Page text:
The "Haves and "Have Nots": Poverty and Opportunity in the Digital Age
This is a seven page paper exploring an aspect of the technology access and education inequalities known collectively as "the digital divide". This paper focuses on the relationship of socio-economics and the use of information and media technology. Within this paper, I proposed ten ways in which lower-income groups could better access technology and develop technology skills. Written in the Fall 2005 semester, this was one of the few papers of my graduate coursework that required the use of peer-reviewed articles to support the paper. While my educational technology program favored projects over papers, I found the research and writing to complete this assignment valuable to my understanding and articulation of this educational challenge.
Research on this paper contributed to my sensitivity of learners with different socio-economic backgrounds and raised my personal awarness of the unique challenges to assisting lower-income communities to bridge the digital divide. Understanding and articulating the complex socio-economic and cultural factors that generates a "digital devide" in lower-income communities demonstrated my abilities as a systems thinker.
Reflections from the "Technology, Science and Human Values" Seminar
Originally posted in my Educational Technology Blog Tech-ucation, my daily reflections share some of the insights of the week-long seminar. The experiences were summarized in a four page reflection paper at the end of the seminar. I argue that while technologies gives humanity more options, it also makes living wisely more complex.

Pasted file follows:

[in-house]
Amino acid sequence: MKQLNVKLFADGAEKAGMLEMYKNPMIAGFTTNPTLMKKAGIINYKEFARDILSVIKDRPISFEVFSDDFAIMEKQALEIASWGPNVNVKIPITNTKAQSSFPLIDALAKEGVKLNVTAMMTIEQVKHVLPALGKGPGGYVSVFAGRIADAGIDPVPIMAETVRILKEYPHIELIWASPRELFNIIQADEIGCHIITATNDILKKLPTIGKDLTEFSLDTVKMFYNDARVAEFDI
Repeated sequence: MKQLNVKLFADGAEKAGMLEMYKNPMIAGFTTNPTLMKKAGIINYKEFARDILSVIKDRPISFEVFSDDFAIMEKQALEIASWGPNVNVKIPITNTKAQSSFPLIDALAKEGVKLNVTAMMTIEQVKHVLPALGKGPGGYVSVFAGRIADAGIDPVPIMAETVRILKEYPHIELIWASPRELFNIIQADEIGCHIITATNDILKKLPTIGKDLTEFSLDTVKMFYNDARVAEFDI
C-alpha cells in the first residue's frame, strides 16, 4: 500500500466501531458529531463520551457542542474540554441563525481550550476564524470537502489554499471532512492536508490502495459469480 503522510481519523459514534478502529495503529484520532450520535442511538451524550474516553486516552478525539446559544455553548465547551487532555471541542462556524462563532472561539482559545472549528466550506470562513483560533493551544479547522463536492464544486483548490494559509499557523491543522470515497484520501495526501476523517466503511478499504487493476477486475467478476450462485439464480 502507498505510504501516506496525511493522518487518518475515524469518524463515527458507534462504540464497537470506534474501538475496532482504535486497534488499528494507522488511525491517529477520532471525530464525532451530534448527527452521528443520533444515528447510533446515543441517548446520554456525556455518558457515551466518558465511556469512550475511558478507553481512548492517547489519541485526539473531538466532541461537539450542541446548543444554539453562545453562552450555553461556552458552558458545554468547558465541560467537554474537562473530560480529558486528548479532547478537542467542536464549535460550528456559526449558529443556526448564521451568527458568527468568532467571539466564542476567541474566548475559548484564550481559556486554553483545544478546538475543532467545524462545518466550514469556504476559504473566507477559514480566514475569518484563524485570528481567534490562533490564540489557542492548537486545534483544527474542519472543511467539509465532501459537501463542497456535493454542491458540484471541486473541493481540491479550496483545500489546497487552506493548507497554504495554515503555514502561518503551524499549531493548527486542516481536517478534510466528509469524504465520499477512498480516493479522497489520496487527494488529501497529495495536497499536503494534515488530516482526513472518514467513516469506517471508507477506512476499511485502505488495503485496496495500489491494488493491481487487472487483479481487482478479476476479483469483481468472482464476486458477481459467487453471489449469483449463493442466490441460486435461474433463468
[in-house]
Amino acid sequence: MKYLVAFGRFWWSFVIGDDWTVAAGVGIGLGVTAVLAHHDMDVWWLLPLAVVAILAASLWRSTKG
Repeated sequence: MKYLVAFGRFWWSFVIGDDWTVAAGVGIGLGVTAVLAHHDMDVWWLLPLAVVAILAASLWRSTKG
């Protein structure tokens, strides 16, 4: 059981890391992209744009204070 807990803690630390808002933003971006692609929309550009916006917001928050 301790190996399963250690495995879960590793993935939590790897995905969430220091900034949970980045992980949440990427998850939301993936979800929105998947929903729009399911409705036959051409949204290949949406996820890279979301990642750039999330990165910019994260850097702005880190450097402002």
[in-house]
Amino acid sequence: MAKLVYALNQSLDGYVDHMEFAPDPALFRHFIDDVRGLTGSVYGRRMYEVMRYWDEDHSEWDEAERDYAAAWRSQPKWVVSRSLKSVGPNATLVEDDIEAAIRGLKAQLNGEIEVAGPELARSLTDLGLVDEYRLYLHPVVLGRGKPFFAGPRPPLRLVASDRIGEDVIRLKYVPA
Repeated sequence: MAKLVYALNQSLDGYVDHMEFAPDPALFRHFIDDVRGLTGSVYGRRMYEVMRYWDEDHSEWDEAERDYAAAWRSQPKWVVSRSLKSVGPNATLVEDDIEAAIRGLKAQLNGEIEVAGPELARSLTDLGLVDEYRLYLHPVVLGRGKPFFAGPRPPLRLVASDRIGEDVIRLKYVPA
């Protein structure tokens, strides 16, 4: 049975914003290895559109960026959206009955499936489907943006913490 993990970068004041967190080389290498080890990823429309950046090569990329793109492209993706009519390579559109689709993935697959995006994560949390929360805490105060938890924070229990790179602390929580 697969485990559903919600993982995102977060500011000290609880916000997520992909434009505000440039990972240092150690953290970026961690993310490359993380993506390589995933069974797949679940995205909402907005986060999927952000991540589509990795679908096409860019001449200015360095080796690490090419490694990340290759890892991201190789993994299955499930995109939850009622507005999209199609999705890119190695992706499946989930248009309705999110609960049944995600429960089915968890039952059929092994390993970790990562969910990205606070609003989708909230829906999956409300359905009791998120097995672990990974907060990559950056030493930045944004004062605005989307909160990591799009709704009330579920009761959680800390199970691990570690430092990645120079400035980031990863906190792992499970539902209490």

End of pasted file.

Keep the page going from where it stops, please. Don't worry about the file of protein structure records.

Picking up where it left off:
Exerpt of Entry 1, Originally posted on 7/11/06
First day of the TEAM seminar this week, taught by Dr. Fran Roberts, a former faculty member of the Educational Technology Department. We did a cursory look into the debate over stem cell research, to he prepare us for the afternoon guest Dr. Martin Bialer, an expert in genetics and health.
Questions came from: What is the definition of “life?” How should life be honored? Just because we can do something, should we do it?
Do we biologically engineer future generations to reduce the chance for disease and sickness? A classmate made a very good point to me that genetic therapy may be best used to correct what sickness arrises, but to not tamper with our genome to try to reduce risks for sickness. I think that this may be a good benchmark for me.
Of all the experiences within my educational program, this seminar definately stirred feelings of wonderment and awe within me, most especially when we visited the super-colider at Brookhaven Laboratory. Discussions of technology and human values also lead easily to reflection about humankind's manipulation of natural processes for its own survival and desires, and my own views and values on such things as genetic therapy, fertility treatments, and medical advancements.
The Great Solar System Rescue Proposal
The purpose of this paper was to simulate a proposal to a school board for the purchase of software called Great Solar System Rescue (GSSR), and support the proposal with statements of pedagocial value from our reading inHow People Learn.
This proposal demonstrates my ability to apply educational theories (as found in How People Learn) in selecting and promoting relevant educational technologies. Through this assignment, I also demonstrate my understanding of academic reading by applying it to the proposal.